Quality Very easy to use, the audios are decent quality but Michel Thomas’ discouraging manner means that students get flustered and this detracts from the content’s quality.
Thoroughness Michel Thomas doesn’t go into much depth and any explanations he offers up are just at a surface level.
Value I wouldn’t use these even if they were free due to Michel Thomas’ teaching style which ruins the material.
I Like Um…in all honesty I’m not sure if I enjoyed any of it!
I Don’t Like Michel Thomas never praises the students, often interrupts them and creates a negative learning environment.
The pacing of the lessons often seems off to me and in certain places they feel very hurried.
All of the lessons are almost identical and so it does get quite monotonous working through them.
Summary: One of the most famous language learning resources out there, the Rosetta Stone method relies on immersive teaching so students will only find the material in the language they’re learning. Starting off with the basics, the units get progressively harder and cover a large range of topics. Suitable for beginner and intermediate students, it is more expensive than competitors and the exercises get very repetitive after a while. While it isn’t a bad resource, you can definitely find something better.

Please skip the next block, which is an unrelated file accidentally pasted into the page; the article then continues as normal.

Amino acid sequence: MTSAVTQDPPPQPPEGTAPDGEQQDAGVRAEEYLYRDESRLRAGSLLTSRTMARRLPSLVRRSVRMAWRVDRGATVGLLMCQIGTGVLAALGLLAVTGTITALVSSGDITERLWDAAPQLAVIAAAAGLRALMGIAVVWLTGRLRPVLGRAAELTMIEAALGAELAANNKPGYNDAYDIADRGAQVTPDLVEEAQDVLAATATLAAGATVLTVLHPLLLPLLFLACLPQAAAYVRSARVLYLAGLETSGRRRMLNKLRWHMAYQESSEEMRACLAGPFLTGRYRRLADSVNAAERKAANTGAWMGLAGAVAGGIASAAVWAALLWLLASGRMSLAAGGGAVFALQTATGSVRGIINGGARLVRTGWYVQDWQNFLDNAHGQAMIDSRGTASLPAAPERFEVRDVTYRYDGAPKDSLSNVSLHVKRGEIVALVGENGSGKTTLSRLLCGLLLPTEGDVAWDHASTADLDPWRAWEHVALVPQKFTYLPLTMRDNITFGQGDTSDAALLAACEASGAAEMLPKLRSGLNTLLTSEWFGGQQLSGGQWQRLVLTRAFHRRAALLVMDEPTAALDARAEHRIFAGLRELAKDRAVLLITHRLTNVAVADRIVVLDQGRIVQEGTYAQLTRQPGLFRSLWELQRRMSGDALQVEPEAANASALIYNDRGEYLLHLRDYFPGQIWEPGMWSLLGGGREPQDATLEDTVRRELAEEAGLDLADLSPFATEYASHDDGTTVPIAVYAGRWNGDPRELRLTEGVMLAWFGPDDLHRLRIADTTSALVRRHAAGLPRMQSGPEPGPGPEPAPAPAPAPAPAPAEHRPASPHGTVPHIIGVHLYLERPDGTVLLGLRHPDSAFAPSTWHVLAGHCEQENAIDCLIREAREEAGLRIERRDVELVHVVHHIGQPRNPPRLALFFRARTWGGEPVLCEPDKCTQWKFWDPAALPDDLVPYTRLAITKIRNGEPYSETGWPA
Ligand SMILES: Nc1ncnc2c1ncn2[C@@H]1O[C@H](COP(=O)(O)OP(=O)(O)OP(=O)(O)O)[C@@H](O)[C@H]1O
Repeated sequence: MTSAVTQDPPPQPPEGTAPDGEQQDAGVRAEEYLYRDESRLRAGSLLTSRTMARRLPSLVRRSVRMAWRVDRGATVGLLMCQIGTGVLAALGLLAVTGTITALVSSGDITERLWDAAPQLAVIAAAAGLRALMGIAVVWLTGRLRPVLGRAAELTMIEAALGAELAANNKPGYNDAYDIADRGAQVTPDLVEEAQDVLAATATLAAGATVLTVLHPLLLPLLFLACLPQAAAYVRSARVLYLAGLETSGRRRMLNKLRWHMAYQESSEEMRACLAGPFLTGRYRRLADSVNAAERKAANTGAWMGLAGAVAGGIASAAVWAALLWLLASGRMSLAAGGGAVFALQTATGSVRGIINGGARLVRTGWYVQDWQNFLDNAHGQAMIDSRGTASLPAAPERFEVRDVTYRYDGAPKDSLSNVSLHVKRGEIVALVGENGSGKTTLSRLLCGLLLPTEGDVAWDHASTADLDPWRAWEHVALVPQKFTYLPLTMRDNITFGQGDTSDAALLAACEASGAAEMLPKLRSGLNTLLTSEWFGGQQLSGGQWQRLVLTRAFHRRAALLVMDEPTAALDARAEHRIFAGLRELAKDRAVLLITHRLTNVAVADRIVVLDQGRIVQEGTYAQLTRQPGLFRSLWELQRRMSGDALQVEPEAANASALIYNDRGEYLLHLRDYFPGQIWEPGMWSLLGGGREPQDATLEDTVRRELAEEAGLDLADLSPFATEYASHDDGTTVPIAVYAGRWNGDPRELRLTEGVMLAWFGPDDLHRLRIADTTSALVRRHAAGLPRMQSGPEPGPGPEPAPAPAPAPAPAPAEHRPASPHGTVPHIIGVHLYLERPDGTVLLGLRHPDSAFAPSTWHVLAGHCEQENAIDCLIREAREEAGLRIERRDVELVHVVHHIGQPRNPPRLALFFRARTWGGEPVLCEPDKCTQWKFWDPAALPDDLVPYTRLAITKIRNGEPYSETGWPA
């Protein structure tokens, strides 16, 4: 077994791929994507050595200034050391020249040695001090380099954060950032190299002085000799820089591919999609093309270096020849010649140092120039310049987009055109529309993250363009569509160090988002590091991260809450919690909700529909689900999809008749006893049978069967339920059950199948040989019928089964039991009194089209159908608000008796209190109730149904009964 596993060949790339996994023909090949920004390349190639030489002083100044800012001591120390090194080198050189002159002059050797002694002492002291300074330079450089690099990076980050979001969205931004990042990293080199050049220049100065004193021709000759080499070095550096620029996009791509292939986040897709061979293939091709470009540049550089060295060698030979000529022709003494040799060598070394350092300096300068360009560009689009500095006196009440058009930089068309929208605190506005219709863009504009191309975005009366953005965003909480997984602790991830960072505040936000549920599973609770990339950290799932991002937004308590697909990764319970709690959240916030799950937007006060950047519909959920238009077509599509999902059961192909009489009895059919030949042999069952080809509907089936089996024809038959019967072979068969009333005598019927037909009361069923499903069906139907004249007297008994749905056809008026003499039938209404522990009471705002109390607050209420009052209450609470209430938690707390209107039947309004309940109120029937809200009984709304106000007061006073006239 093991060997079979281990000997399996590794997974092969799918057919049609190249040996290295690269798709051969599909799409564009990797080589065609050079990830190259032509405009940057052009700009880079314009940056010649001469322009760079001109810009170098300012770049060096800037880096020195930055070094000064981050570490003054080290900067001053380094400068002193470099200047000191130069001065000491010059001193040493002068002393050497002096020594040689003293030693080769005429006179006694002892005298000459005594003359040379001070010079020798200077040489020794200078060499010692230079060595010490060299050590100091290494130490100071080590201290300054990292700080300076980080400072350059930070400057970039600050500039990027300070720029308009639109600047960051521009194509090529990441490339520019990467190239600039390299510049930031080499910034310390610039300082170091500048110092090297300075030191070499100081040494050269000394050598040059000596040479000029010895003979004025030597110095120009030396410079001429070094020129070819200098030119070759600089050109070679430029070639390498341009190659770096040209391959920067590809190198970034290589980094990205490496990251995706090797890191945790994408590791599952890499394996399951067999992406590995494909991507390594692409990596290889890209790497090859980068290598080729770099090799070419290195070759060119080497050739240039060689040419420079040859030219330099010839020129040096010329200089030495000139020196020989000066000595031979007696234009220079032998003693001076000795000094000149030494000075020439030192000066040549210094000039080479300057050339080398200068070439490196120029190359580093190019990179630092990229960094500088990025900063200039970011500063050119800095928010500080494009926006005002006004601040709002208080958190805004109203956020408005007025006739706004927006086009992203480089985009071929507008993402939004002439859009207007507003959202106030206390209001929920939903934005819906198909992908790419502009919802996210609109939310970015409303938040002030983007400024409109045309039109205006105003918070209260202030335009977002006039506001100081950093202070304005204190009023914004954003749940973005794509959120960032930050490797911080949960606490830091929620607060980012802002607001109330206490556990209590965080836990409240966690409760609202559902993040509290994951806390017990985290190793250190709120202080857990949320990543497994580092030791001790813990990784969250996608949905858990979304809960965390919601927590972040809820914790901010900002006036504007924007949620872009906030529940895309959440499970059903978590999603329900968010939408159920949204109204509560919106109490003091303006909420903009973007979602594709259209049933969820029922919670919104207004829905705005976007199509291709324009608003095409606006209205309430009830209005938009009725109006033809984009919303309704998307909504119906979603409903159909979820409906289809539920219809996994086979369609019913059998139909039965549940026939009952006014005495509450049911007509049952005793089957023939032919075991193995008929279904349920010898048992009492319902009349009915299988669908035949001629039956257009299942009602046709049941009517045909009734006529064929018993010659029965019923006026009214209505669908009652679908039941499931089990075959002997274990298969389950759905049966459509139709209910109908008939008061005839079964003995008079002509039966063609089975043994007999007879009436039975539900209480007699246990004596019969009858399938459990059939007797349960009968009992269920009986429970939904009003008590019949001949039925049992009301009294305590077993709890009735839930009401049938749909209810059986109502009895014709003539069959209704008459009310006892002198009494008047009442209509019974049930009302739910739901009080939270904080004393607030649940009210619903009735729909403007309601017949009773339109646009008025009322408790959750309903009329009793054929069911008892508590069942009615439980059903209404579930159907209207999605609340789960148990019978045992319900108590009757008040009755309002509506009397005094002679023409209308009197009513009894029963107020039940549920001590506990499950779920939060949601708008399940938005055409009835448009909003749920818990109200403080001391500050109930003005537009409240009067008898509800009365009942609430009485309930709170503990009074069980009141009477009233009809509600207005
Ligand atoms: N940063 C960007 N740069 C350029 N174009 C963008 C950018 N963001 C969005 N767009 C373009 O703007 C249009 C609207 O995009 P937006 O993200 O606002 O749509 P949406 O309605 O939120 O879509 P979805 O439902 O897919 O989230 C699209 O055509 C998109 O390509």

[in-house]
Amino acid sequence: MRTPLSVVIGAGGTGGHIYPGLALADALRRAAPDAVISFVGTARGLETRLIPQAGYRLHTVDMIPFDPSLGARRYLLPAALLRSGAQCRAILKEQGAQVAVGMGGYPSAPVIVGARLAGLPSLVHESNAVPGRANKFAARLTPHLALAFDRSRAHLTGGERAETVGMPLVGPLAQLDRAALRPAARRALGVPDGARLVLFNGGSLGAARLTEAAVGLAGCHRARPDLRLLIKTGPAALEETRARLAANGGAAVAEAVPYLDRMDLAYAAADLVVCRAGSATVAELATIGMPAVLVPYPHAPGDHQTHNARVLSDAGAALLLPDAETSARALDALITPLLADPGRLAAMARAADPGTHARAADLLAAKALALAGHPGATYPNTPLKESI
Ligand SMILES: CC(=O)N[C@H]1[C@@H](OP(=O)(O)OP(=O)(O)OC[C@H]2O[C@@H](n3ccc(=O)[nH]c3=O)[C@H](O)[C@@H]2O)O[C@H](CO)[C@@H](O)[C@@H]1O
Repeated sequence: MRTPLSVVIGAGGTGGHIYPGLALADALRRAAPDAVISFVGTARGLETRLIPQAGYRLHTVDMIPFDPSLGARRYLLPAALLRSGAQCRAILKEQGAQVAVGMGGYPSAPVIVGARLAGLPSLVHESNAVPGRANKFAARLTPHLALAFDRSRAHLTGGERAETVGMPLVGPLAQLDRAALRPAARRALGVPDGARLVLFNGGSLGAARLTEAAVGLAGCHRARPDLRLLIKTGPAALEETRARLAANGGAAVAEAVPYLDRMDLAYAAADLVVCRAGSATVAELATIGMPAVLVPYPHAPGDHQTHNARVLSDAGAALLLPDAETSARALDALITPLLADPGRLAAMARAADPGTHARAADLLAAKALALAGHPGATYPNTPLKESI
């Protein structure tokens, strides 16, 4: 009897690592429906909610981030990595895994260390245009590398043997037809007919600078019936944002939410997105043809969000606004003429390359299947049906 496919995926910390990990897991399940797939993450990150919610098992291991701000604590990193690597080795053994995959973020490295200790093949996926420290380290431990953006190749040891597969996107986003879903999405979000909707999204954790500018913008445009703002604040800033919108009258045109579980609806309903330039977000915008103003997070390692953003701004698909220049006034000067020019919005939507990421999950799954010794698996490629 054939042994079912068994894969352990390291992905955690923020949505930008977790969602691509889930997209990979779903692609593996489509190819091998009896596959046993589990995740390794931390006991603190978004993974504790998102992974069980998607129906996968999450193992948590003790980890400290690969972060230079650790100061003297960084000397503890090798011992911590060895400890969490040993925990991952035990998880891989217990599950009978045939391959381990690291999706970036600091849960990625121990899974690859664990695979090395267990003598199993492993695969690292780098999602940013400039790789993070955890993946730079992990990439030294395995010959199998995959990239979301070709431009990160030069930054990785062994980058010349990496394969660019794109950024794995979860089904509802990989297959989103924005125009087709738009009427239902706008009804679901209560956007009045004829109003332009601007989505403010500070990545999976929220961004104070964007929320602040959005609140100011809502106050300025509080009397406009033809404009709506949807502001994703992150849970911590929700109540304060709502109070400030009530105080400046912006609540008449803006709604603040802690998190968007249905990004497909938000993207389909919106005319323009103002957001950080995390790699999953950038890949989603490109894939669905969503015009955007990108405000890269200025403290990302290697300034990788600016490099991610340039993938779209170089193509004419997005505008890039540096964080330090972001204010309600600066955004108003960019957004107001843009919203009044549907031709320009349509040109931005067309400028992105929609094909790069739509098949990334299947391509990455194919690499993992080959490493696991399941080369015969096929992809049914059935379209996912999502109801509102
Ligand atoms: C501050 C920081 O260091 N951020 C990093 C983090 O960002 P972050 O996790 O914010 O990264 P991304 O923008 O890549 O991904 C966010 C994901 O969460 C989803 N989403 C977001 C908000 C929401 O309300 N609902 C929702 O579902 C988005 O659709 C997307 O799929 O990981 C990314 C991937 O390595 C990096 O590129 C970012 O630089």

Very easy to use and navigate, the content is well presented but the similar format becomes deadly boring after a while.
While a lot of material is covered, you have to infer everything from the pictures that you are given. As such, there are no explanations at all.
It’s not as good and more expensive than other resources.
It’s easy to use and navigate – the content is very clearly laid out.
The extra features in the ‘Extended Learning’ pack make the material a bit more interesting to engage with.
While it is not particularly fun to use overall, I do believe that learners would improve their language skills using Rosetta Stone.
I Don’t Like…
The main units are very repetitive and I think I would find it demoralising after a while if I kept using it.
It doesn’t explore the cultural context of the language at all.
There are no explanations about any of the content and so you have to infer the meaning of everything through pictures.
It’s too expensive.
Price: The price varies by subscription length:
$79 for 3 months $119 for 6 months $179 for 12 months $249 for 24 months